Cotton yarn prices have increased over 20 per cent in the past three months in tandem with the rise in cotton prices, which have skyrocketed to record highs in the country.
According to Maj Gen OP Gulia, CEO, SVP Global Ventures, prices of superior quality yarns 40 CWC and 60 CWC have increased to ₹405 a kg from ₹330 and ₹500 from ₹415, respectively, in the past three months.
“Yarn prices normally keep pace with the raw material i.e. cotton. Cotton prices have sky-rocketed and have not come down even with the onset of new cotton season,” said Gulia, whose firm has state-of-the-art spinning mills in Rajasthan and Oman.
Prices of Shankar-6 cotton, a benchmark for exports, were quoted at ₹65,000-65,300 a candy (356 kg) during the weekend. In Rajkot agricultural markets in Gujarat, raw cotton (kapas) modal price (rate at which most trades take place) was quoted at ₹8,300 a quintal early today (Monday).
Domestic prices have galloped in line with the global trend due to lower production and supplies. On the Intercontinental Exchange, December futures were settled at 119.22 US cents a pound (₹71,950 a candy).
“Yarn prices have been ruling stable over the last few days as demand from the downstream sectors has slowed,” said Rajkot-based Anand Poppat, a trader in raw cotton, yarn and cotton waste.
According to him, 30 counts CCH yarn, used by the hosiery units, is currently quoted at ₹340-345 a kg. When the Covid pandemic broke out in the country in March last year, the yarn was quoted at ₹165-170 a kg.
Up on easing of Covid curbs
“Yarn prices move in tandem with cotton and demand in the apparel sector. The demand for garments has seen a northward trend after the opening up of Covid related restrictions,” said SVP Global Ventures’ Gulia.
Yarn prices have kept pace with the rise in cotton prices. However, the Confederation of Indian Textile Industry (CITI) told the Centre, while pleading against any government intervention to tackle surging prices, that Shankar-6 cotton prices have increased 80 per cent since October last year, but 40s count hosiery yarn rates have gone up only by 58 per cent during the period.
Again, while the prices of Dharwad cotton hybrid (DCH), a popular variety in South India, have risen 126 per cent, 80s count yarn has increased by 38 per cent only, CITI said.
Last week, Union Commerce and Industry Minister Piyush Goyal, in a meeting with stakeholders of the cotton textile sector, asked all concerned to work with a “give and take” policy. However, he made it clear that the Centre would prefer cotton growers to enjoy the current good prices they were getting.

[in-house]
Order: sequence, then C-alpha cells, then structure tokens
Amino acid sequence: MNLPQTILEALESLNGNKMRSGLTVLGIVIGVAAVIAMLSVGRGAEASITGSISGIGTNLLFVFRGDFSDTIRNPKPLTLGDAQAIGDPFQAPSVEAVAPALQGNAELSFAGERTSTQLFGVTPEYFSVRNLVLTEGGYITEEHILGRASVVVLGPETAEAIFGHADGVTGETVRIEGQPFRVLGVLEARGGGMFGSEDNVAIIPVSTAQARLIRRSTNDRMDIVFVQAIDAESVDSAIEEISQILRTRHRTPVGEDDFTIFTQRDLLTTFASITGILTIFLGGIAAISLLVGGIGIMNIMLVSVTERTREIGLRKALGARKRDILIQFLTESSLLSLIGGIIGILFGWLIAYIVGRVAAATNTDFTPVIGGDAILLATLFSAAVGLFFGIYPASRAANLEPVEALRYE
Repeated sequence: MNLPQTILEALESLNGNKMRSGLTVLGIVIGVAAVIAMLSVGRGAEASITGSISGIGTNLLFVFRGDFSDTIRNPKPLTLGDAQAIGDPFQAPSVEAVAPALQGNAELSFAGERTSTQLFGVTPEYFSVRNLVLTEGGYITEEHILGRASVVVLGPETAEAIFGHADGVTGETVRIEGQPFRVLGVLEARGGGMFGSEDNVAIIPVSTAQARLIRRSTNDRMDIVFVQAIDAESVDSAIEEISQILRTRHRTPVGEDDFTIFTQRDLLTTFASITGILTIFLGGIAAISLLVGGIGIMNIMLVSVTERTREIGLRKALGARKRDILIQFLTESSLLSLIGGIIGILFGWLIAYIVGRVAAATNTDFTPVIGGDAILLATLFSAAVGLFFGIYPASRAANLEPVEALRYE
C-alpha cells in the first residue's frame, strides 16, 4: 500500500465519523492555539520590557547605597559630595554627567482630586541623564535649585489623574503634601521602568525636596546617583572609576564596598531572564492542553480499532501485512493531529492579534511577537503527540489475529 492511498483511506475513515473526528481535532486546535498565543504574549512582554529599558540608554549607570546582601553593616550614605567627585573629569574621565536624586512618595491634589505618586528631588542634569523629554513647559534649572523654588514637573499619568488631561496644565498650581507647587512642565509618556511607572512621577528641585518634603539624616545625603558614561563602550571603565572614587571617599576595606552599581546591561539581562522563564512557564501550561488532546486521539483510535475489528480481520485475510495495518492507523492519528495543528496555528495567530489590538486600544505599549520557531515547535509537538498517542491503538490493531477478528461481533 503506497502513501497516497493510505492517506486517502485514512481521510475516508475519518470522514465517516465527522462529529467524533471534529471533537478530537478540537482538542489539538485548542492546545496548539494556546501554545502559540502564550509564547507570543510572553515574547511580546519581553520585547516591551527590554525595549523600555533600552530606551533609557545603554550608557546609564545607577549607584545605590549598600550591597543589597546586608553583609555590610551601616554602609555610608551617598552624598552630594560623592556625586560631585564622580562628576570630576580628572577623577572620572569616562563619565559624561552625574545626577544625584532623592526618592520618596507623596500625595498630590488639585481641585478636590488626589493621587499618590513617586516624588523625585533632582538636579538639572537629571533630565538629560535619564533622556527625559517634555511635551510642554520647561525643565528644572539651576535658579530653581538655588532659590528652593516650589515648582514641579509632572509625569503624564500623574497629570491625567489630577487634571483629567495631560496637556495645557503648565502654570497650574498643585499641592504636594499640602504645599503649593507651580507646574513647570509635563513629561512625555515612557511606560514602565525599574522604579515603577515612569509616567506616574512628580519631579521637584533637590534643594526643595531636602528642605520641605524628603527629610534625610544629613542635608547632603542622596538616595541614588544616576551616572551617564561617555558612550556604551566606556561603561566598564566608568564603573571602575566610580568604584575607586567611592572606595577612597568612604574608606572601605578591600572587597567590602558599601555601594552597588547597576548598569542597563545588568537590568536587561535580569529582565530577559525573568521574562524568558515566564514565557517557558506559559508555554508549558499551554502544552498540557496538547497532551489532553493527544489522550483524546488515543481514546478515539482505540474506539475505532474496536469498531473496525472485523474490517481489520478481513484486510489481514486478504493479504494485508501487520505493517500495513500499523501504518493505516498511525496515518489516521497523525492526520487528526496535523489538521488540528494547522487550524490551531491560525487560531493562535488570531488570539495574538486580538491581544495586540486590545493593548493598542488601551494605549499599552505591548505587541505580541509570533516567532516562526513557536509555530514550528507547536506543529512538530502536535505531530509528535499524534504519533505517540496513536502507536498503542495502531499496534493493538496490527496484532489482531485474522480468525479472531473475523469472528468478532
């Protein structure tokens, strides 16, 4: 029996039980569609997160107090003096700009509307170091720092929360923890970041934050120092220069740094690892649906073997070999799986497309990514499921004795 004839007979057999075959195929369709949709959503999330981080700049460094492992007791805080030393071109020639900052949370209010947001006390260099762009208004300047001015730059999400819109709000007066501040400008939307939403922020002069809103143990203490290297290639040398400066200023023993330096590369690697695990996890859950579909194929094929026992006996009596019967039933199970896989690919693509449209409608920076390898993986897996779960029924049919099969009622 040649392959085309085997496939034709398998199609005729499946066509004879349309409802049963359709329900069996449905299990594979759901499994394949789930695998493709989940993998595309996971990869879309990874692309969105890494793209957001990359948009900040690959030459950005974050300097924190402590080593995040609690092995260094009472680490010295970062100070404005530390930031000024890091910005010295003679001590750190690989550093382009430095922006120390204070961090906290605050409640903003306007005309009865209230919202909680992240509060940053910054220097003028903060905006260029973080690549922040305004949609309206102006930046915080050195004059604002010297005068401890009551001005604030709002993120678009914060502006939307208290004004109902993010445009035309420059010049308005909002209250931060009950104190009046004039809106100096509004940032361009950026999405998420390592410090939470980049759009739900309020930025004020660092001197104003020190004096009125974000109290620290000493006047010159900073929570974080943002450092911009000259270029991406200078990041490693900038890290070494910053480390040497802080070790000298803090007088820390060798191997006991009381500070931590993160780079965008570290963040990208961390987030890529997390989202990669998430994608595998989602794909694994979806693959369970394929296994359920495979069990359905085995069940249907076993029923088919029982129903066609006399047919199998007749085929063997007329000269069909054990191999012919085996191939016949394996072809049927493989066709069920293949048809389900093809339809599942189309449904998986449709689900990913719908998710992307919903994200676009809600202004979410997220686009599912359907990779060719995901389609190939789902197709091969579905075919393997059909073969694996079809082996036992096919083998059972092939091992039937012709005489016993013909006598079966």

‘Mills have orders on hand’
Poppat said despite rising cotton prices, which make up 70 per cent of yarn production costs, spinning mills had orders for the next 45 days on hand.
“Yarn demand has increased and there are advance orders lined up. Therefore, spinners are in an advantageous position right now,” Gulia said.
Mills are now looking to cover the next 2-3 months cotton requirements as domestic demand is strong for the natural fibre. “Nearly 1.50 lakhs bales have begun arriving daily in the market and quality has improved,” he said.
Poppat said spinnings mills have a good inventory of cotton currently with them.
According to CITI, it is only now that spinning mills have found parity between cotton and yarn prices since 2014. “Spinners are making some margins even at prevailing cotton prices due to strong demand from the apparel sector caused by opening up of travel and market restrictions,” Gulia said. But exports are slow since domestic demand is strong and payment cycle of domestic supply is fast, he said, adding that most spinners are currently catering to the domestic market. Poppat said currently Vietnam and China were the largest buyers of Indian cotton yarn, followed by the European Union and Turkey.
According to CITI data, yarn exports last fiscal were 1,231 million kg (mkg), up 22 per cent from 1,006 mkg in the 2019-20 fiscal. In the first half of the current fiscal, cotton yarn exports were 690 mkg.